While an employer may not be crazy about the idea of an employee who is hung up on details, the chances are they will wish to hire a candidate who strives for quality and balance.

Following through on tasks to the end is not usually a trait that causes problems at the workplace – unless it also means that you find it hard to complete them because there is always something that can be improved. This can result in never-ending projects and frowns from the boss.

If you choose to highlight the above as a personal weakness, you also give the impression that you always perform your work tasks as thoroughly as possible. On the other hand, it’s important to mention that you actively work to turn your weakness into a strength – for example by giving yourself deadlines early on in the workflow, in order to avoid making last-minute changes.

Example: “My greatest weakness is that I sometimes find it difficult to let go of work tasks. I am my own worst critic, and I can always find something about a project that I feel should be changed, or could be improved. I actively try to remedy this by setting deadlines for when parts of a task should be completed.”

An employer may not be keen on an employee who lets projects drag out, but they will be positively inclined towards a candidate who strives to work in a structured manner and carries out tasks to the letter.

If you are helpful by nature, it can be a challenge to complete your own tasks while also completing tasks for colleagues. An employer will usually welcome a dedicated employee who is willing to take on responsibility, but not if it means you end up missing deadlines because you’re doing too much at once and lose track.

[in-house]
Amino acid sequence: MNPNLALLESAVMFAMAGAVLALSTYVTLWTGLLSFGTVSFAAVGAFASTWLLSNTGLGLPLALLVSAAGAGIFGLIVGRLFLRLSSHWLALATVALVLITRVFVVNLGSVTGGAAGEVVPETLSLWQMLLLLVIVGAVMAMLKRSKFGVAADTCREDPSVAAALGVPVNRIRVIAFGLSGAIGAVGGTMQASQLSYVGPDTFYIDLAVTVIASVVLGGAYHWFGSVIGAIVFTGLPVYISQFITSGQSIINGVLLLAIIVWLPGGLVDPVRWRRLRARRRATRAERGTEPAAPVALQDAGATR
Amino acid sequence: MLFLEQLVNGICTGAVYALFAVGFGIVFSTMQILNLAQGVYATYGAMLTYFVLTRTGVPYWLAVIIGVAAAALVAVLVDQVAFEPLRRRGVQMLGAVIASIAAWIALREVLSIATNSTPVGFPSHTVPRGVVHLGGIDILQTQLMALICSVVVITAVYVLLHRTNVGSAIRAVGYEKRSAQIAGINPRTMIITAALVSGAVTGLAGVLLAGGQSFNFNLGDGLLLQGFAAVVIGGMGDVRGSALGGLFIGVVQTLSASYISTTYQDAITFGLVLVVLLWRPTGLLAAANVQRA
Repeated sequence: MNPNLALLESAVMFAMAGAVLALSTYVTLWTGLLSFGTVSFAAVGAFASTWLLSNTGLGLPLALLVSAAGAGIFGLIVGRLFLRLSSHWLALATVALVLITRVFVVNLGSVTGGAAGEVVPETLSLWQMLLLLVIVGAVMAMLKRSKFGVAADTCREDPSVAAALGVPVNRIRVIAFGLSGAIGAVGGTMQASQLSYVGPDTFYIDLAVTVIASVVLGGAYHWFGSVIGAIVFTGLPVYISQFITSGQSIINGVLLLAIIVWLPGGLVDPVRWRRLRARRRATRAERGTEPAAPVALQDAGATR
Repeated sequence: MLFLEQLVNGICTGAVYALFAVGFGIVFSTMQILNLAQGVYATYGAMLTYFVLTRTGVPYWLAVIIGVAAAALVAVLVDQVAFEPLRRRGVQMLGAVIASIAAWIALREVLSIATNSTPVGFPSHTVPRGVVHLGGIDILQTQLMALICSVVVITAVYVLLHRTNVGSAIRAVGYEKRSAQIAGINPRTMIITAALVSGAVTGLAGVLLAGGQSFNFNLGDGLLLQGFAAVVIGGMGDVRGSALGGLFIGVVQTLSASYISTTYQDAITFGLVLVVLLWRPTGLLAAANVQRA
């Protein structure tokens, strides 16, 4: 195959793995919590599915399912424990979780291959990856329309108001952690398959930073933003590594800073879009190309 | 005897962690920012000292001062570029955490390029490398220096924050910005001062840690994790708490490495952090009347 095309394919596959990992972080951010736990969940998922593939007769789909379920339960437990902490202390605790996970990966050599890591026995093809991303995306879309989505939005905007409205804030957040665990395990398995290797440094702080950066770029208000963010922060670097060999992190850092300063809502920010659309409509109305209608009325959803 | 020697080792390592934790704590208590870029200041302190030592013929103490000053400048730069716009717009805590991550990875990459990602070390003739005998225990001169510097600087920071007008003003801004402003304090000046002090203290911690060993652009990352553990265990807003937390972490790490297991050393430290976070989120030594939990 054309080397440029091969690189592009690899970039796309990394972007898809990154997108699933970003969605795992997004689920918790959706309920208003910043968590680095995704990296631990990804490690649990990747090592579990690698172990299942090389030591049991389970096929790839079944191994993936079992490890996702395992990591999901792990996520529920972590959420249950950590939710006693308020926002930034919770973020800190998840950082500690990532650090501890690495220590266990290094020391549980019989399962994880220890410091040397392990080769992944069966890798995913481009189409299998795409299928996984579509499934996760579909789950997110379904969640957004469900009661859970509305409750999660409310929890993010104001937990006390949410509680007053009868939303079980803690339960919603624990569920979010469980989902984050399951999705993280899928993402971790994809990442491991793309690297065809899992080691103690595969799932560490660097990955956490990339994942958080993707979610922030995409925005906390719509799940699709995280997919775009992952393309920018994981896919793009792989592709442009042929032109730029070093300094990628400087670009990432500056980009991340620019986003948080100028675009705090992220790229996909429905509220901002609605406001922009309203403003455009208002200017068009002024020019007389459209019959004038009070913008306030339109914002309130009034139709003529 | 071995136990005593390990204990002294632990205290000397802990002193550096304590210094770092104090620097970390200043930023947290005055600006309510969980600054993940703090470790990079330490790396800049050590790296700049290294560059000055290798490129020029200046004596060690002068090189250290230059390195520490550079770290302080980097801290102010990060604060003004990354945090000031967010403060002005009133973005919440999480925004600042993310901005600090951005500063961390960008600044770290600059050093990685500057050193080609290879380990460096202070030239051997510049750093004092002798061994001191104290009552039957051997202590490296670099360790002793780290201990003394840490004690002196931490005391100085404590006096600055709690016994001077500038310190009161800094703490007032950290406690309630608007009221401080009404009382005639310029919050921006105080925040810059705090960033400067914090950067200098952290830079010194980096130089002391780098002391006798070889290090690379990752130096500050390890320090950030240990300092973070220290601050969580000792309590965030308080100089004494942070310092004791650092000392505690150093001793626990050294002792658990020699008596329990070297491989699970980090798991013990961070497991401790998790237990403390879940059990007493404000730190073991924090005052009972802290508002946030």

If you highlight it as a weakness that you have difficulty saying no, you also imply that you are diligent, willing to serve and hard-working. However, remember also to address how you will ensure that you don’t overwork yourself, and actually get your own tasks done.

Example: “My greatest weakness is that I find it hard to say no when my colleagues ask for help with tasks. This can lead to me losing track and feeling under pressure. However, I’ve found that I can use tools like calendar reminders and apps to plan my time so that I don’t get overloaded and miss deadlines.”

A potential employer is unlikely to welcome an employee who does not know his or her own limitations, but will look more favourably upon a candidate who takes the time to help colleagues without taking time away from his or her own tasks.

It’s obviously good to have an employee who takes deadlines seriously and who plans his or her tasks so that they don’t drag out. Nonetheless, it is inevitable that unexpected challenges will arise from time to time, which put the schedule under pressure. Here it is important not to let stress and frustration get the better of you.

If you choose to mention your impatience with the long haul as a weakness, you also imply that you respect deadlines and prefer tasks to be completed on time. You can also make it clear to the employer that you are conscious of the need to keep up your motivation when projects drag out.

Example: “My greatest weakness is that I get impatient when tasks take longer than expected. I prefer deadlines to be met, and I feel stressed if a task is not completed on time. So I try to be proactive about any problems that may arise from a task, and I’m conscious of not letting my negative feelings get in the way of my motivation.”

Your possible future employer may not like the fact that you get stressed out easily if things don’t go according to plan, but will be favourably inclined towards a candidate who thinks proactively and strives to deliver on time.

Although employers are usually good at placing requirements in job ads, they also know that it is rarely possible to find the perfect candidate who can tick all the boxes. So it is not necessarily a bad thing if you honestly admit that one or more of your skills could do with a boost.

If you mention lack of experience as a weakness, you may choose to highlight some very specific programmes or workflows of which you do not have sufficient knowledge. You could also choose to focus on more diffuse skills, such as the ability to give and take constructive criticism.

However, it is important that you have a good idea beforehand of whether there are any fundamental requirements towards the candidates’ skills that the employer cannot or will not ignore. That way, you won’t inadvertently shoot yourself in the foot by highlighting your shortcomings in an area that would become part of your regular duties if you were hired.